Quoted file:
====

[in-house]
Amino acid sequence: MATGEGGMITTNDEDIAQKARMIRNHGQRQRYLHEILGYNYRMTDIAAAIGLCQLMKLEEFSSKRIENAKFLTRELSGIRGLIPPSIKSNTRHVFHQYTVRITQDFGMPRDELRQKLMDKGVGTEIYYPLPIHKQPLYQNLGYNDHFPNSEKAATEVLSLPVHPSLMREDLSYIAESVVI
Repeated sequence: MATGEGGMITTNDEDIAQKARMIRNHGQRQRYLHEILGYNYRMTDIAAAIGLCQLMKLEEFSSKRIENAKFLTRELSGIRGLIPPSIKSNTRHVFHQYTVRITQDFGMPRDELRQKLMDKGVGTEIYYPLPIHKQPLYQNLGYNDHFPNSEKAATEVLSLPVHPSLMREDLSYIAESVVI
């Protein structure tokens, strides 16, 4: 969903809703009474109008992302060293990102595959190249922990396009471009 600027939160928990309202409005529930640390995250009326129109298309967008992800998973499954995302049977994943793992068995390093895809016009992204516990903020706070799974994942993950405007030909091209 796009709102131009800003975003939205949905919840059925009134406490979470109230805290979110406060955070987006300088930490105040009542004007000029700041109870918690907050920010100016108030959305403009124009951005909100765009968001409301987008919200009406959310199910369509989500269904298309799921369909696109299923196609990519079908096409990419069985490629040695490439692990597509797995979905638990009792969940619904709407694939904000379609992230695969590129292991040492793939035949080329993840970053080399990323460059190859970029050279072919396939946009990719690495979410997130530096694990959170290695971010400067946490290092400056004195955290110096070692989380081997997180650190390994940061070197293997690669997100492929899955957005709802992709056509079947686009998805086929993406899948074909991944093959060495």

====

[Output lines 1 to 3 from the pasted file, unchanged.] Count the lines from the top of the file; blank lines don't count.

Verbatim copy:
[in-house]
Amino acid sequence: MATGEGGMITTNDEDIAQKARMIRNHGQRQRYLHEILGYNYRMTDIAAAIGLCQLMKLEEFSSKRIENAKFLTRELSGIRGLIPPSIKSNTRHVFHQYTVRITQDFGMPRDELRQKLMDKGVGTEIYYPLPIHKQPLYQNLGYNDHFPNSEKAATEVLSLPVHPSLMREDLSYIAESVVI
Repeated sequence: MATGEGGMITTNDEDIAQKARMIRNHGQRQRYLHEILGYNYRMTDIAAAIGLCQLMKLEEFSSKRIENAKFLTRELSGIRGLIPPSIKSNTRHVFHQYTVRITQDFGMPRDELRQKLMDKGVGTEIYYPLPIHKQPLYQNLGYNDHFPNSEKAATEVLSLPVHPSLMREDLSYIAESVVI